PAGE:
In your last appraisal, what was said about your performance?
Unfortunately, appraisals often have the tendency of focusing more on development areas and weaknesses than what you are good at, but your answer to this question should focus on your achievements rather than your failings.
I was pleased that my manager said that I had made significant progress toward becoming an area manager. I had succeeded in restoring good relationships with our suppliers and putting in place new service level agreements with them. Our performance is also rated across five key skill categories and I was pleased that I was rated as ‘above average’ on four of them, and ‘ exceptional’ on one.
Another common variant on this question is: What goals did your boss set for you in your last appraisal? If this question is asked, describe the goals briefly, but then spend most of the time talking about the actions or steps that you have been taking (or intend to take) to reach those goals
My boss thought that I should aim to boost my department’s staff satisfaction score from its current 75% to 80%. I now plan to have a number of away days for the entire team to discuss our quarterly targets and how best to achieve them. And I am putting in place a coaching programme to ensure that the junior managers are spending at least an hour a week talking to each of their direct reports about the issues affecting them.
Talking about Problems, Perceptions, and People
What would your colleagues say about you?
This question is a common alternative to What would your boss say about you? (a question covered earlier in this chapter). While your boss may say that you are better than others in the team at certain skills, your team mates are unlikely to use the same sort of language.
Think about the contribution that you make to the team. What is it that you can always be relied upon to do? Or what sorts of problems or issues do your colleagues tend to come to you with? Make sure that your answer marks you out as an invaluable part of the team:
- I think they would say that I tend to play the devil’s advocate. I’m the kind of person who can see the problems with
an idea or argument quite quickly. That doesn’t mean that I’ll automatically be negative about an idea, but it does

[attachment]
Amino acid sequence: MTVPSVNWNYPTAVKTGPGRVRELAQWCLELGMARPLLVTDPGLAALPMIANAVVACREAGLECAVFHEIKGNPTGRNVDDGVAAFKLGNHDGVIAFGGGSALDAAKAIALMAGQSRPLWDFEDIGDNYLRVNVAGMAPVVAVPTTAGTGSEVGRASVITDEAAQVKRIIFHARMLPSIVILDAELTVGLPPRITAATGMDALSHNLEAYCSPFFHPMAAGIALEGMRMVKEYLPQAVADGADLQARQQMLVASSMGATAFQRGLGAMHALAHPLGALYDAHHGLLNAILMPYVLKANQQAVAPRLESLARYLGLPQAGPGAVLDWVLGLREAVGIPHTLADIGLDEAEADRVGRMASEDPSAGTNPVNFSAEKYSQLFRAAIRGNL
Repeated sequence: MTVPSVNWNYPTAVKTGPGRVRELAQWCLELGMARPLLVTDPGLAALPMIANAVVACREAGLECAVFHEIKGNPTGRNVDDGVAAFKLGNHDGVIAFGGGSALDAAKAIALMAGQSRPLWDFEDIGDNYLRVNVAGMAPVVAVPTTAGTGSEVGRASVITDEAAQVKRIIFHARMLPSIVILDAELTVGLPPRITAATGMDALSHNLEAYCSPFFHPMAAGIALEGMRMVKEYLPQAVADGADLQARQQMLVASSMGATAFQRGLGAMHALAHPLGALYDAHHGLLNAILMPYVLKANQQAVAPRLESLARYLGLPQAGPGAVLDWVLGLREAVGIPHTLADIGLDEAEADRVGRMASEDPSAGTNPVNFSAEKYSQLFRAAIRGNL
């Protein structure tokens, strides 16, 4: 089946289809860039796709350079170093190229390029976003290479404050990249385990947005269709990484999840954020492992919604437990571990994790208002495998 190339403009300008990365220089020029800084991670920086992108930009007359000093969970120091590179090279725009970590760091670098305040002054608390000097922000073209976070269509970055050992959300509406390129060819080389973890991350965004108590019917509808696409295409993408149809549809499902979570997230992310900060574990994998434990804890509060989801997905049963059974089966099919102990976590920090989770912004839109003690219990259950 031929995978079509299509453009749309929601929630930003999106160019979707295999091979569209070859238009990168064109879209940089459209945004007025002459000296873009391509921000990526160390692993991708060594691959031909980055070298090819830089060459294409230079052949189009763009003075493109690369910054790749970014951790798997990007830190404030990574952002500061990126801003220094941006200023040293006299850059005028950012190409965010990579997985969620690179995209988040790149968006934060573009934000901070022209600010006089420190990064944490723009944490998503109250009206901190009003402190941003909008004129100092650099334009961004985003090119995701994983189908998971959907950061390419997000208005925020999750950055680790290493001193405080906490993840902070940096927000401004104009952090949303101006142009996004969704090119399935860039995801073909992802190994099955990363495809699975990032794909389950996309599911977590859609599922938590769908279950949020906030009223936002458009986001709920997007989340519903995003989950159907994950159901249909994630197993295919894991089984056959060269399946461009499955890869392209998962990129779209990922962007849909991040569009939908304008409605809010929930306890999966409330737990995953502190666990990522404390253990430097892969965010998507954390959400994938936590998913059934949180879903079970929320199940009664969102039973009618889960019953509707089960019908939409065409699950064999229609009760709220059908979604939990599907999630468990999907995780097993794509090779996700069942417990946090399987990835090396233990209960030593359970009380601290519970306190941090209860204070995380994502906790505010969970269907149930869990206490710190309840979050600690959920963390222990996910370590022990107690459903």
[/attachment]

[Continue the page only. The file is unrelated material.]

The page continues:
mean that I can ask the right questions and point out the flaw so that we can think about how to make the idea more
- My colleagues tend to see me as the person that they can come and talk to when they’re feeling down. If they’re
having a bad day, they know that I lend a sympathetic ear. Sometimes they just take the opportunity to vent their frustrations and let off steam. But sometimes they are stumped by a problem and I tend to be quite good at seeing how they might deal with a situation.
How would your team describe you?
This question only applies if you manage or are sometimes responsible for a team of more junior people. You’re being
asked to rate your own ability as a leader, manager, or supervisor
I think my team would say that I’m a fair and open manager. I try to get to know what sort of work they enjoy and what they are good or bad at. I try to give them work that they will find challenging but at the same time enjoyable. Once I’ve set my team a piece of work, I try to avoid checking up on them too much. At the same time, I have an ‘open door’ policy so that they can come to me with any problems whenever they need to.
Other key words used to describe desirable management styles include ‘empowering’ and ‘democratic’
Do you prefer to work on your own or in a team?
Team working skills are highly prized in most organisations. At the same time though, don’t imply that you are completely hopeless and unable to concentrate when a task requires you to work independently of others
This question has no single right answer. Your approach to the question depends on the nature of the job. Take a few seconds to think about how much time the job would require you to spend working in a team versus working on your own.
If, for example, the job requires you to work almost constantly in a team, an answer such as the following may be appropriate:
I can work on my own, but to be honest I get the biggest buzz from working in a fast-paced team. I like having people around me constantly to bounce ideas off. When there are lots of creative people around you, it doesn’t feel like work to me.
If a job requires extensive periods of working independently but also intense bursts of working in a team, try: